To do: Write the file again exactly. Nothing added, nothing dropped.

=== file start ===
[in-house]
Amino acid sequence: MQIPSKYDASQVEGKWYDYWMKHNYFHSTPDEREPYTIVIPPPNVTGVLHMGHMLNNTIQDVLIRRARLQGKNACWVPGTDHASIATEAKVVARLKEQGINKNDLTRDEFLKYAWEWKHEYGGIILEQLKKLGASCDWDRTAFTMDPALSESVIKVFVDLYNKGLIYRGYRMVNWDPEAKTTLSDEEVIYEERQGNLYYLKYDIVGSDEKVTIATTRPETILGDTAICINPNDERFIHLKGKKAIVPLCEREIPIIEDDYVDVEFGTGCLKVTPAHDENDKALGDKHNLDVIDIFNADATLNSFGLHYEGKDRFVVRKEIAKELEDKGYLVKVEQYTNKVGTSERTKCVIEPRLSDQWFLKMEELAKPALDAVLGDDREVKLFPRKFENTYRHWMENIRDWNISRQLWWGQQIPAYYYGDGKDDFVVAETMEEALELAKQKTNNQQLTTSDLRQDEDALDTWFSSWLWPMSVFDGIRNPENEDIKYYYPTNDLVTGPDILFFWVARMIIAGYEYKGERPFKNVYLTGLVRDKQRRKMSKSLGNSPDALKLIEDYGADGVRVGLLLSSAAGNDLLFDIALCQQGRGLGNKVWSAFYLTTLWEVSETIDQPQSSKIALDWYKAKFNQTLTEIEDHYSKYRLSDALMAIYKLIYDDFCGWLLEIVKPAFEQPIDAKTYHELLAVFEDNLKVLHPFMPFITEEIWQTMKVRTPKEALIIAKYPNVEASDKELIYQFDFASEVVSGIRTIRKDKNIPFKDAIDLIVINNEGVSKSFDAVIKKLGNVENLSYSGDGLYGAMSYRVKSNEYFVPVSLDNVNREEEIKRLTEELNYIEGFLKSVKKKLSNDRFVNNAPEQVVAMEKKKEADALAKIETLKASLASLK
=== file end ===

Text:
[in-house]
Amino acid sequence: MQIPSKYDASQVEGKWYDYWMKHNYFHSTPDEREPYTIVIPPPNVTGVLHMGHMLNNTIQDVLIRRARLQGKNACWVPGTDHASIATEAKVVARLKEQGINKNDLTRDEFLKYAWEWKHEYGGIILEQLKKLGASCDWDRTAFTMDPALSESVIKVFVDLYNKGLIYRGYRMVNWDPEAKTTLSDEEVIYEERQGNLYYLKYDIVGSDEKVTIATTRPETILGDTAICINPNDERFIHLKGKKAIVPLCEREIPIIEDDYVDVEFGTGCLKVTPAHDENDKALGDKHNLDVIDIFNADATLNSFGLHYEGKDRFVVRKEIAKELEDKGYLVKVEQYTNKVGTSERTKCVIEPRLSDQWFLKMEELAKPALDAVLGDDREVKLFPRKFENTYRHWMENIRDWNISRQLWWGQQIPAYYYGDGKDDFVVAETMEEALELAKQKTNNQQLTTSDLRQDEDALDTWFSSWLWPMSVFDGIRNPENEDIKYYYPTNDLVTGPDILFFWVARMIIAGYEYKGERPFKNVYLTGLVRDKQRRKMSKSLGNSPDALKLIEDYGADGVRVGLLLSSAAGNDLLFDIALCQQGRGLGNKVWSAFYLTTLWEVSETIDQPQSSKIALDWYKAKFNQTLTEIEDHYSKYRLSDALMAIYKLIYDDFCGWLLEIVKPAFEQPIDAKTYHELLAVFEDNLKVLHPFMPFITEEIWQTMKVRTPKEALIIAKYPNVEASDKELIYQFDFASEVVSGIRTIRKDKNIPFKDAIDLIVINNEGVSKSFDAVIKKLGNVENLSYSGDGLYGAMSYRVKSNEYFVPVSLDNVNREEEIKRLTEELNYIEGFLKSVKKKLSNDRFVNNAPEQVVAMEKKKEADALAKIETLKASLASLK